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Old 10-09-2012, 00:31   #46
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Re: Zincs

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Originally Posted by cburks View Post
Ok. I'm new. What are zincs for???
To cut a long story short, they corrode first so that other metal components don't.
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Old 10-09-2012, 02:00   #47
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Re: Zincs

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Originally Posted by jaxfishgyd View Post
Dispite "common misconception".. us powerboaters do not like to throw money away any more than sailors.....
A diver will spend an ave of 30 mins cleaning my hull and walk away with $72-100 cash (depending on what marina I'm at) You figure he does 5-6 boats a day (his numbers, not mine) and now he's making $400-600 a day, tax free.
I will gladly buy the zincs and have them onboard...... he makes more than enough already
I think you should have a go cleaning your vessel yourself if you don't value the divers work . Better in your pocket than his you suggest.
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Old 10-09-2012, 07:50   #48
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Re: Zincs

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Originally Posted by MarkSF View Post
From this post we should learn that : Unlike other small businesses, hull divers : have no overheads (insurance, healthcare costs, social security taxes, equipment purchase and maintenance, fuel, etc etc) and don't pay any taxes. Or are you wrong?
Mark, it sounds to me like jaxfishgyd probably got burned by an unscrupulous diver in the past and and has had a hard-on for hull cleaners ever since. It's not an uncommon story and one I've heard many times. We all know that there are a lot of flakes in the marine maintenance business and because, for the most part, a hull cleaner's work cannot be seen or inspected, there are more than a few of those in this line of work. Unfortunately, some boat owners tend to paint all hull cleaners with the same brush.
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Old 04-11-2012, 23:14   #49
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Re: Zincs

Can anybody help with some advice:
My marina has a group that arranges for a diver to come in the spring to change zincs and do some hull cleaning. But i want something to get me through the winter.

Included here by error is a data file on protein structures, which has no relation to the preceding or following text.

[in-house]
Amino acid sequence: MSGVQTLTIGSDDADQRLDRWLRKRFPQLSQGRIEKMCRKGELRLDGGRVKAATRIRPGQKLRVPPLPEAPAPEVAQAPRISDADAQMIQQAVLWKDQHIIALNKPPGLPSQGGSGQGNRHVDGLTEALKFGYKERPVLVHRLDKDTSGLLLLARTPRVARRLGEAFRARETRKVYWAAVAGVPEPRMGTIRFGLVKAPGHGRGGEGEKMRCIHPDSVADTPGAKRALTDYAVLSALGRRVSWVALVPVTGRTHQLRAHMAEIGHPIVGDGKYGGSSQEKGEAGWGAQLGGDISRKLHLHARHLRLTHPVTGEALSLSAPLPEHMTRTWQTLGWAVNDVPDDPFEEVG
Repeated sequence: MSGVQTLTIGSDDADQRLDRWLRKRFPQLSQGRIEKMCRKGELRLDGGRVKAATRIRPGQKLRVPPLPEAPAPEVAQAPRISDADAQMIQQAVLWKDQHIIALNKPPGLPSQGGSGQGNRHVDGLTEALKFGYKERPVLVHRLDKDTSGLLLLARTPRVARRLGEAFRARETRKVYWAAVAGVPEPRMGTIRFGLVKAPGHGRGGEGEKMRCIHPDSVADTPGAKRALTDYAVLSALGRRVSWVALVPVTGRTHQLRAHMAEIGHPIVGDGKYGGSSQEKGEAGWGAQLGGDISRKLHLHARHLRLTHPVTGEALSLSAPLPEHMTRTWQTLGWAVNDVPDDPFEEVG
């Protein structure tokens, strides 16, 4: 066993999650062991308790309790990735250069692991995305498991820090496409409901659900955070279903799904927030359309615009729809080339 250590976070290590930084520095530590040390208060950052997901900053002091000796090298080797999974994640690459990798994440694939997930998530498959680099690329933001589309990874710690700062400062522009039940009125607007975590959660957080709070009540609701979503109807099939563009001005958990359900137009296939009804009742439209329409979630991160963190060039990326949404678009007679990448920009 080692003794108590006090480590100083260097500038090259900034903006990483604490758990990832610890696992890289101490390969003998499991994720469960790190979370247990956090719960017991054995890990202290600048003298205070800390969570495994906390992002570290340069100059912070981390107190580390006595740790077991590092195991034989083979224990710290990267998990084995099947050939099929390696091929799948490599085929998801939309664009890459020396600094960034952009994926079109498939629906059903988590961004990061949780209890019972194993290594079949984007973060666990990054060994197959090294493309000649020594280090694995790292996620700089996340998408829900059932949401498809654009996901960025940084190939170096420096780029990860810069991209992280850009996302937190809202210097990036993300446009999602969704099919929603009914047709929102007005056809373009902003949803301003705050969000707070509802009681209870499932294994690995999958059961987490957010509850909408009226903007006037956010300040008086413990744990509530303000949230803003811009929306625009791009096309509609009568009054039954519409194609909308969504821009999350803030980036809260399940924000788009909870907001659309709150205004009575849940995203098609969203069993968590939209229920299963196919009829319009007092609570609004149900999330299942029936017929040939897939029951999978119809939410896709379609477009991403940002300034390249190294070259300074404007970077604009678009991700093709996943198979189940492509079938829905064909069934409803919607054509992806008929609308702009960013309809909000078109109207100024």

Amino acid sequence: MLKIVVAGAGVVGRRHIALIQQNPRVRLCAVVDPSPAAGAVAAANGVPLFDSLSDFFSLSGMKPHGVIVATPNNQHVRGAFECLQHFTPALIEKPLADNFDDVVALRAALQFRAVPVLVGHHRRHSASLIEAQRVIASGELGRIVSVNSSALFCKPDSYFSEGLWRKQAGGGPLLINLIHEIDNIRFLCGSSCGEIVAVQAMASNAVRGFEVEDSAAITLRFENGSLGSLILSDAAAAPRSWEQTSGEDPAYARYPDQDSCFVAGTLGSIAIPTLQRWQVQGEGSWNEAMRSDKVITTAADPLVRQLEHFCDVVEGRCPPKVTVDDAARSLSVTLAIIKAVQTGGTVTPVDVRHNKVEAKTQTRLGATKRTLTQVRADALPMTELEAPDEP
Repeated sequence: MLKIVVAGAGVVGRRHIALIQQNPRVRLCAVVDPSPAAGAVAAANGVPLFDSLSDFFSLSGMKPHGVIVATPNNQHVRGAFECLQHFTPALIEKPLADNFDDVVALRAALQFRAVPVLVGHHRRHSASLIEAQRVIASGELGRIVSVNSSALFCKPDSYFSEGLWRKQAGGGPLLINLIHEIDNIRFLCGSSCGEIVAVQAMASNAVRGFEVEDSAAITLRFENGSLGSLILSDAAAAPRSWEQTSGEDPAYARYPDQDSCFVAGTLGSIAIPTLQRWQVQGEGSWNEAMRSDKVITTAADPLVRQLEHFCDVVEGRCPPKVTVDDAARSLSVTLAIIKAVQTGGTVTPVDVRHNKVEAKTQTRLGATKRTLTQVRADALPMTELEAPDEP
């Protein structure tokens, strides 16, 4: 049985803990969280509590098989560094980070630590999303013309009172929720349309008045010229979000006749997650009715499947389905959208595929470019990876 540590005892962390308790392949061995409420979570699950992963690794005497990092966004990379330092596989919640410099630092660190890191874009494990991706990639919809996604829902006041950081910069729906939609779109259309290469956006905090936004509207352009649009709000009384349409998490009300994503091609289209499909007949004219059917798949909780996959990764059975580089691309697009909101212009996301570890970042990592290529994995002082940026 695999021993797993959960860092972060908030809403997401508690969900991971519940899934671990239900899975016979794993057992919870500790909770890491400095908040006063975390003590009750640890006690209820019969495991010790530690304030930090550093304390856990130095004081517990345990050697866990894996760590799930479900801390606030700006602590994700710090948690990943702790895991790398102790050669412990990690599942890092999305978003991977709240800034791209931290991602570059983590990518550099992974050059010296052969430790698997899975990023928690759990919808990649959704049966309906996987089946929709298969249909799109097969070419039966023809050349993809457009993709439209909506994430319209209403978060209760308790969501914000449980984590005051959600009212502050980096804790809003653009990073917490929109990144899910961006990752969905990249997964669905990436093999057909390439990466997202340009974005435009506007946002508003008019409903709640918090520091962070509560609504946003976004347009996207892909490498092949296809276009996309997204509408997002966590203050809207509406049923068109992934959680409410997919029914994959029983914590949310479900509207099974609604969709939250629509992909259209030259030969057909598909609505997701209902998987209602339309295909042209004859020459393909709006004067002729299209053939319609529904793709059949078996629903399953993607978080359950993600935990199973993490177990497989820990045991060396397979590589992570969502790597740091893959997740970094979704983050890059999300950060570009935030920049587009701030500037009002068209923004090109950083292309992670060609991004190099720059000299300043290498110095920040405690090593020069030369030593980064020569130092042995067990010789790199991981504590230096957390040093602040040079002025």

I've heard its possible to attach a sacrificial zinc anode by hanging it over the side with a wire and attaching it inside the boat to the prop shaft.

Any suggestions re: How To...
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Old 05-11-2012, 01:17   #50
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Re: Zincs

As a (former) shill for 'the man' I will also point out that West Marine will price match online, so you can go get it right now today and pay no shipping.
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Old 05-11-2012, 04:31   #51
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Re: Zincs

Greetings and welcome aboard the CF, timb.

Sacrificial zincs must be electrically connected to the items they are intended to protect; so your proposed solution would protect the shaft.
See ➥ Zinc Fish
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Old 05-11-2012, 04:52   #52
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Re: Zincs

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Originally Posted by fstbttms View Post
Mark, it sounds to me like jaxfishgyd probably got burned by an unscrupulous diver in the past and and has had a hard-on for hull cleaners ever since. It's not an uncommon story and one I've heard many times. We all know that there are a lot of flakes in the marine maintenance business and because, for the most part, a hull cleaner's work cannot be seen or inspected, there are more than a few of those in this line of work. Unfortunately, some boat owners tend to paint all hull cleaners with the same brush.

I know of someone who carefully nurtured his image as "the one who would watch out for her boat" to a single woman, and faithfully cleaned her bottom for her every month -- to 18" below the water, after which point one could not see the junk he left in the murky water.

Someone else bought the boat, and within the year had to replace the original salt-water cooled Yanmar engine. And I think I know what happened, because I had the same experience with a very similar boat (both Hunters). My boat's original engine was killed by lack of zincs. I had the engine replaced and SHOULD have had the sea strainer replaced, but it hadn't dawned on me that the original was bronze and very vulnerable to lack of zincs -- until I went to open it one morning and pieces broke off in my hand. It was not only pink all the way through but POROUS.

I consider the best money I spend on this boat having someone very reliable clean the bottom every month. He checks everything down there -- through holes, salt water intake, propeller -- zincs. That's hard work, to clean a bottom well. It's easy for someone with less than admirable ethics to rationalize a shoddy job.
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Old 05-11-2012, 05:57   #53
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Re: Zincs

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Originally Posted by GordMay View Post
Sacrificial zincs must be electrically connected to the items they are intended to protect; so your proposed solution would protect the shaft.
And the prop, as the prop is in direct electrical contact with the shaft.
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